Symptoms of Type 1 Diabetes
If you notice one or more of these symptoms concurrently, you should see your doctor; he or she could determine, through a series of simple tests if you have Type 1 Diabetes. The symptoms of Type 1 Diabetes usually appear suddenly and these are:
- Frequent urination in large quantities or Polyuria.
- Excessive thirst or Polydipsia.
- Excessive hunger at every time or Polyphagia.
If after having these symptoms you don’t visit your doctor, you’ll have the following symptoms, which occur when blood glucose levels (glycemia) are above 240 mg/dl.
- Weakness, drowsiness.
- Sudden changes in vision, or blurred vision.
- Nausea and vomiting.
- High temperature, dry skin.
- Deep breathing.
- Fruity odoured breath.
- Sudden weight loss without apparent cause.
Because the pancreas in people with Type 1 Diabetes doesn’t produce insulin, glucose can’t enter the cells. Which is why blood-glucose levels rise, and these symptoms become increasingly evident. Therefore, this type of Diabetes doesn’t go unnoticed and can be diagnosed within a few days.
Why doesn’t Type 1 Diabetes go unnoticed?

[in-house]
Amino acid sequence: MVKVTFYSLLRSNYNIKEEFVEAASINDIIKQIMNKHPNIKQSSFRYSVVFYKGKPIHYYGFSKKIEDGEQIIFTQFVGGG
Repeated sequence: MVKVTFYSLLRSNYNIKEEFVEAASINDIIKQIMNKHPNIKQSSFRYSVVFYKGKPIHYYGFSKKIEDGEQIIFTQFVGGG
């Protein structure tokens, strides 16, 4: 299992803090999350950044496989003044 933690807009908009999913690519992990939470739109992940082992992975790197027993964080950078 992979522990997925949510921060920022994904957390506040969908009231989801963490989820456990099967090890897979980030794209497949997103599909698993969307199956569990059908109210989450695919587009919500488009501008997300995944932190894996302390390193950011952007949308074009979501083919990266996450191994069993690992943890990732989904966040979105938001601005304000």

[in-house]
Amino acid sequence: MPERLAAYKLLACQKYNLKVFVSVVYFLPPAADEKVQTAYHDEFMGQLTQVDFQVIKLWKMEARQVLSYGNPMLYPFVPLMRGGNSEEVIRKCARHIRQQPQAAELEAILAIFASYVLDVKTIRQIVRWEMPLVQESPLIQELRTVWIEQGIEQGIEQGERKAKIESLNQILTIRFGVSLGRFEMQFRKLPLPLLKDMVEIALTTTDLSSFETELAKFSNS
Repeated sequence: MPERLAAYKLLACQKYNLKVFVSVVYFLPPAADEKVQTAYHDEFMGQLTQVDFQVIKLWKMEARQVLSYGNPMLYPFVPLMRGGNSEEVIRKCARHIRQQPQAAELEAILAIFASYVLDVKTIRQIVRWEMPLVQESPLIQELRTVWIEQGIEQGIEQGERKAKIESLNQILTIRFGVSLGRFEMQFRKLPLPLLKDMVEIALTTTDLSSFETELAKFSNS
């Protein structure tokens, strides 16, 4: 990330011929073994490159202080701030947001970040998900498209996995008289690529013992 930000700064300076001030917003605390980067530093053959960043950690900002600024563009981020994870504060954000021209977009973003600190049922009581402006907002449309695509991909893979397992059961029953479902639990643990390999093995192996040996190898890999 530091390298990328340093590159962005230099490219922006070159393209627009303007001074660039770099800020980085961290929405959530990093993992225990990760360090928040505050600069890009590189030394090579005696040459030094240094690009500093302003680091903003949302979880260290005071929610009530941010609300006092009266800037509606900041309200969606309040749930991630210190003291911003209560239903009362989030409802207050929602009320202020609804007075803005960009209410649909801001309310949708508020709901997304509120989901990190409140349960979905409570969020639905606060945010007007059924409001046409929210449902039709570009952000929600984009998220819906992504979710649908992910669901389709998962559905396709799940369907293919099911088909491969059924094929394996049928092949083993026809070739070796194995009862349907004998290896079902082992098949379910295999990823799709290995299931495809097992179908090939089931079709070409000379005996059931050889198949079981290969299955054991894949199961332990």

Because Beta cells have been destroyed by T cells from the immune system (as they are confused with viruses and bacteria) in people with Type1 Diabetes, the body can’t produce insulin. This causes glucose levels in the blood to become more and more elevated above normal levels. Remember that insulin is the key that opens the doors to the cells so that they can use glucose as a fuel source to enable them to perform daily activities. When blood sugar levels (glycemia) reach 240 mg/dl, and the body doesn’t have insulin to metabolize it, the cells are forced to metabolize energy from fat. The waste products from this process are poisonous substances called ketones. If this situation isn’t stopped, the cells will continue using fat as fuel and the ketones levels will increase in the blood, leading to a dangerous condition called Ketoacidosis. When people have Ketoacidosis, the symptoms are so obvious that those affected are forced into the emergency room, where the team of doctors and nurses, in addition to diagnosing Type 1 Diabetes, will reverse this dangerous situation by offsetting or stabilizing the blood glucose levels.